Last weekend was the second edition of Ecosevilla, following the launch event last October.
There were more stands – 100, up from 70 – and the hall at FIBES Conference Centre looked and felt busier and fuller. There were stalls with organic food, drink, sustainable energy, handmade toys, environmental organisations, charities and transport.
Like last time, they had an impressive programme of workships and activities, including brick-making and flamenco for children, as well as a climbing wall, while adults could partake of Chi-King, Gestalt and vibration therapy, among others.
As usual, I was seduced by a) the food, and b) the kids’ stuff, although my reach was limited, compared to the last edition, by having a small child in tow. A new addition from last time was Doña Manuela cured goat’s cheese, which is made in Aracena in Huelva province. It is extremely tasty, though not for those who prefer a mild flavour – I thought it was one of the best queso curado de cabra I’ve tasted. Get thee to El Corte Ingles Club Gourmet, it’s well worth the mark-up, although she has plenty of suppliers elsewhere, especially here in Seville.
A catering company from Madrid provided wonderful vegan meals (below), and Seville’s organic suppliers, notably La Gallina Clueca (which stocks Doña Manuela’s cheeses and yoghurt) had a strong presence. This excellent shop, which also has an abasteria, specialises in small and medium-sized local and regional producers – most of its products come from Huelva, Sevilla, Cordoba and Badajoz provinces – as well as just ecologico, since some organic products, such as jamón, are not economically viable (apparently organic iberian ham, on the bone, costs around 60 euros per kilo). More organic wines and beers were also on offer.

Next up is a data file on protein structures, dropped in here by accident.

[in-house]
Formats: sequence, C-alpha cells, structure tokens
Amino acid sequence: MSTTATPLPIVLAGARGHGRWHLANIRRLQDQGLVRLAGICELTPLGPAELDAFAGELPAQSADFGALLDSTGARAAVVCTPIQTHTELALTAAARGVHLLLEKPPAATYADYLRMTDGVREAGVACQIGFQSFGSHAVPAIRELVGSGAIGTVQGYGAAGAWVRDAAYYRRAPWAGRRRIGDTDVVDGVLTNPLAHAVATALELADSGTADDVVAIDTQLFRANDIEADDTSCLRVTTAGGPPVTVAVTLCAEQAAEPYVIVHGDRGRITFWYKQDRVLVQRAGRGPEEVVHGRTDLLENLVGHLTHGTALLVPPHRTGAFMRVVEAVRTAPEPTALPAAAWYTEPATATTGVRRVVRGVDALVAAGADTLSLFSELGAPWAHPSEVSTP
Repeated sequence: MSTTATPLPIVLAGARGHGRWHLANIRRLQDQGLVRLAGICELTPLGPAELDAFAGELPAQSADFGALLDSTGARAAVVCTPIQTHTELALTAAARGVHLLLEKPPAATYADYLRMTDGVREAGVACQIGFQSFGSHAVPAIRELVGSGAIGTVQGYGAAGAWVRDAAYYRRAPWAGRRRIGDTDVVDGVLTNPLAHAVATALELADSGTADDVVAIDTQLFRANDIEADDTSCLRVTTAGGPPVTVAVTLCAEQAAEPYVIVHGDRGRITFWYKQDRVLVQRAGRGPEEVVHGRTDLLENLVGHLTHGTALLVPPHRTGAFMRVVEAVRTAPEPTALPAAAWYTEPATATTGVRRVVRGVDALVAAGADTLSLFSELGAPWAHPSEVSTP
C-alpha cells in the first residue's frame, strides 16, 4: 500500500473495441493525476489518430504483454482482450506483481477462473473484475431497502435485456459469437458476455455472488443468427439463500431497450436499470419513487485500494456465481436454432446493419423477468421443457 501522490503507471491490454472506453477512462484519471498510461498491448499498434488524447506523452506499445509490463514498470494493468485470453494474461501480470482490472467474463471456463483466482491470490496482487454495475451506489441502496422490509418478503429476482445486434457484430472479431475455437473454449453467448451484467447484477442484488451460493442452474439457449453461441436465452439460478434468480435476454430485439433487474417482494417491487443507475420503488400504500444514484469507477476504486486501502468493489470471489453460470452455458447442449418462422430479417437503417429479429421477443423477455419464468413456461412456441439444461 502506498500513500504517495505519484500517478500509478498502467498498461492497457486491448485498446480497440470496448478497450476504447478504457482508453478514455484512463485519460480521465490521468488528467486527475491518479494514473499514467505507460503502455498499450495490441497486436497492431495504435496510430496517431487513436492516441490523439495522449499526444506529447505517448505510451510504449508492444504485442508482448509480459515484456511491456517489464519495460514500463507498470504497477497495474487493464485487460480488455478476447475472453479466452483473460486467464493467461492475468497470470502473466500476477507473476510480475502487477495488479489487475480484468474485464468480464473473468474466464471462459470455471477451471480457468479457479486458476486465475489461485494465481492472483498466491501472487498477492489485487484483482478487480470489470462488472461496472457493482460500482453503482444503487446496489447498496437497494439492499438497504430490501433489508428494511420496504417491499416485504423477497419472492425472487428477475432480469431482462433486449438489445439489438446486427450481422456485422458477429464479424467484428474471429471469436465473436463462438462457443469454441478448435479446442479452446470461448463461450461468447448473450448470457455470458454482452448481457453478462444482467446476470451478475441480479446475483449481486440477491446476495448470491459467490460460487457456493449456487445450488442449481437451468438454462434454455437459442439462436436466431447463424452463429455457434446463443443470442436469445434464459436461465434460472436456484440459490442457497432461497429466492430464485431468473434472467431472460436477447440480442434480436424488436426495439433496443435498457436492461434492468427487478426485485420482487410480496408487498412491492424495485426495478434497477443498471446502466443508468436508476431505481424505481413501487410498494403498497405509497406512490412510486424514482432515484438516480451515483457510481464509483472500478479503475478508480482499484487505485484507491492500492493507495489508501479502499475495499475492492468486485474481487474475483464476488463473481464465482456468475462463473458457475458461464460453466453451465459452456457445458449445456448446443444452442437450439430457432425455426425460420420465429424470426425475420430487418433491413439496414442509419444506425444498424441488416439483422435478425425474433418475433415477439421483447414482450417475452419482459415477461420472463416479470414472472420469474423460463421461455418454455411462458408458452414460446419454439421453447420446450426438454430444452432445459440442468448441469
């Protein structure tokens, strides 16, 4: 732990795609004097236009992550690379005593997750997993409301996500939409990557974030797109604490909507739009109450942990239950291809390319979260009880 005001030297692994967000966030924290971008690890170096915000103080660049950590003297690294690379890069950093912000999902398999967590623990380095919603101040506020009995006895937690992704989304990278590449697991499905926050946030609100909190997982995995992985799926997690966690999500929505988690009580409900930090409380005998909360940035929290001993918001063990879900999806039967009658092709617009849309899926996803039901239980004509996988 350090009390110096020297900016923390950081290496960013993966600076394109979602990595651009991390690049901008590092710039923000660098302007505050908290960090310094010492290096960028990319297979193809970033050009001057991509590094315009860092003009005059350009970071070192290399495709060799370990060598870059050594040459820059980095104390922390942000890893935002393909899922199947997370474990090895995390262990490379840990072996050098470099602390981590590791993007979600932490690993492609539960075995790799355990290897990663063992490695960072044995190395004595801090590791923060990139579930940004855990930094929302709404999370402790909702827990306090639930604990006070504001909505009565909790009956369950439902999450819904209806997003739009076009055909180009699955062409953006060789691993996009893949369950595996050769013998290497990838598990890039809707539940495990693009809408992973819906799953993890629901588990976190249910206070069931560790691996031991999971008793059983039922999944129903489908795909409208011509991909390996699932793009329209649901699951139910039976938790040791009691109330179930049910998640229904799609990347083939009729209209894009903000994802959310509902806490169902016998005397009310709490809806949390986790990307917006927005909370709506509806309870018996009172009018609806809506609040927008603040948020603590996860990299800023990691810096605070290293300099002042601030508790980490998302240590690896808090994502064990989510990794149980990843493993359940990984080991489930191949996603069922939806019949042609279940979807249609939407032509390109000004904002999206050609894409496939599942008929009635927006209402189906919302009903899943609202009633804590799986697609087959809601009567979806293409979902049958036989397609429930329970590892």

When I get my children a fancy dress outfit for Carnaval or Halloween, not being a dab hand with a needle and thread, like most of my mum friends I head for the nearest chino. So I was delighted to see a stall selling the most exquisite disfrazes, made of natural materials such as wood, wool felt, and silk. Not a jot of plastic or nylon in sight. They weren’t Spanish, but they were well made and fab to look at. One look at the pink princess/lady knight outfit and my daughter was hooked. My son got a pirate hat and eye-patch (also made of wool felt).
One of the biggest excitements for me, as someone who is fascinated and intrigued (if not personally convinced) by the concept of electric cars, was seeing the Renault Twizy for the first time. I wrote about this crazy-looking (and sounding) little car when it was first launched; last October, Renault chose Seville as the location for their sales people to test-drive the new ZE electric range.
This little zero-emission number has doors which open upwards, like a McLaren F1 racing car. Narrow (it’s basically the width of the driver’s seat) and looking more like the top from one of those covered motobikes, stuck onto the base of a moon-landing vehicle, with its curved windscreen and protruding wheels, the Twizy fits one person in the front, with a small space behind the driver’s seat.
From what I could make out from a conversation with the not-overly helpful salesman, this was first Twizy in Seville, and one of the first in Spain. Ten models in total have been ordered for Spanish customers; the price shown on the car is misleading, since it actually costs from 6990 euros, not including the battery price.
This event goes from strength to strength, and it is encouraging, in this economic climate, to see so many (mostly) small, local, organic producers flourishing.